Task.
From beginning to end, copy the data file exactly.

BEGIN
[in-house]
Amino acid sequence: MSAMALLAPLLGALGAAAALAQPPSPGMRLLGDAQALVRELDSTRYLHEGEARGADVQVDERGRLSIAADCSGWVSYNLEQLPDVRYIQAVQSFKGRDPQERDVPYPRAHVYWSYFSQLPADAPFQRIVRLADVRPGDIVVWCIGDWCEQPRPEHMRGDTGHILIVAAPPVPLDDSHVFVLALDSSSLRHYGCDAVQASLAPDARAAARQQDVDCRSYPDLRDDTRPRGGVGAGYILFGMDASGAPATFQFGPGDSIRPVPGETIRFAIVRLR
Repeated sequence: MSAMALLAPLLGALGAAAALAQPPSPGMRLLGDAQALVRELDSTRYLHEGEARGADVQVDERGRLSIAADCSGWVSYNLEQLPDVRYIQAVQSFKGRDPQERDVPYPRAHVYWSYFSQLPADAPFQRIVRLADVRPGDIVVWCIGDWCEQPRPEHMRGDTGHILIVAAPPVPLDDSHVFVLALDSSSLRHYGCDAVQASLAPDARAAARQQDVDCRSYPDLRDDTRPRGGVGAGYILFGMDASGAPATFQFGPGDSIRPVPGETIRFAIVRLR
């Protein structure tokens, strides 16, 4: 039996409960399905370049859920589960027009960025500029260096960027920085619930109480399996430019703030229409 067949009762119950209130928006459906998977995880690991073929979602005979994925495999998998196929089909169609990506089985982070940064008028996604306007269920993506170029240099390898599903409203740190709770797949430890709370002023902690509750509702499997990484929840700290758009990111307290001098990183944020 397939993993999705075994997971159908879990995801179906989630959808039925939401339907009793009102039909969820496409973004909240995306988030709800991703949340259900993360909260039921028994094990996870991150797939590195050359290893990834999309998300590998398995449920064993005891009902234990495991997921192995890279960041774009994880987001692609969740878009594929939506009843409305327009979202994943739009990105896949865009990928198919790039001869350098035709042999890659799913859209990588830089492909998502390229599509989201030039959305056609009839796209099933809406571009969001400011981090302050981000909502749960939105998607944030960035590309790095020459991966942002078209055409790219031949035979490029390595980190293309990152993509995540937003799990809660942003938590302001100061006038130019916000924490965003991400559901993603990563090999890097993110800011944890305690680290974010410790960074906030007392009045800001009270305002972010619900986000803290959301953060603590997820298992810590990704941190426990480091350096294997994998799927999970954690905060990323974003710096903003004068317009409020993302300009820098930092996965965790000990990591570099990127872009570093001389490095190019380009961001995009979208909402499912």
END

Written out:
[in-house]
Amino acid sequence: MSAMALLAPLLGALGAAAALAQPPSPGMRLLGDAQALVRELDSTRYLHEGEARGADVQVDERGRLSIAADCSGWVSYNLEQLPDVRYIQAVQSFKGRDPQERDVPYPRAHVYWSYFSQLPADAPFQRIVRLADVRPGDIVVWCIGDWCEQPRPEHMRGDTGHILIVAAPPVPLDDSHVFVLALDSSSLRHYGCDAVQASLAPDARAAARQQDVDCRSYPDLRDDTRPRGGVGAGYILFGMDASGAPATFQFGPGDSIRPVPGETIRFAIVRLR
Repeated sequence: MSAMALLAPLLGALGAAAALAQPPSPGMRLLGDAQALVRELDSTRYLHEGEARGADVQVDERGRLSIAADCSGWVSYNLEQLPDVRYIQAVQSFKGRDPQERDVPYPRAHVYWSYFSQLPADAPFQRIVRLADVRPGDIVVWCIGDWCEQPRPEHMRGDTGHILIVAAPPVPLDDSHVFVLALDSSSLRHYGCDAVQASLAPDARAAARQQDVDCRSYPDLRDDTRPRGGVGAGYILFGMDASGAPATFQFGPGDSIRPVPGETIRFAIVRLR
């Protein structure tokens, strides 16, 4: 039996409960399905370049859920589960027009960025500029260096960027920085619930109480399996430019703030229409 067949009762119950209130928006459906998977995880690991073929979602005979994925495999998998196929089909169609990506089985982070940064008028996604306007269920993506170029240099390898599903409203740190709770797949430890709370002023902690509750509702499997990484929840700290758009990111307290001098990183944020 397939993993999705075994997971159908879990995801179906989630959808039925939401339907009793009102039909969820496409973004909240995306988030709800991703949340259900993360909260039921028994094990996870991150797939590195050359290893990834999309998300590998398995449920064993005891009902234990495991997921192995890279960041774009994880987001692609969740878009594929939506009843409305327009979202994943739009990105896949865009990928198919790039001869350098035709042999890659799913859209990588830089492909998502390229599509989201030039959305056609009839796209099933809406571009969001400011981090302050981000909502749960939105998607944030960035590309790095020459991966942002078209055409790219031949035979490029390595980190293309990152993509995540937003799990809660942003938590302001100061006038130019916000924490965003991400559901993603990563090999890097993110800011944890305690680290974010410790960074906030007392009045800001009270305002972010619900986000803290959301953060603590997820298992810590990704941190426990480091350096294997994998799927999970954690905060990323974003710096903003004068317009409020993302300009820098930092996965965790000990990591570099990127872009570093001389490095190019380009961001995009979208909402499912």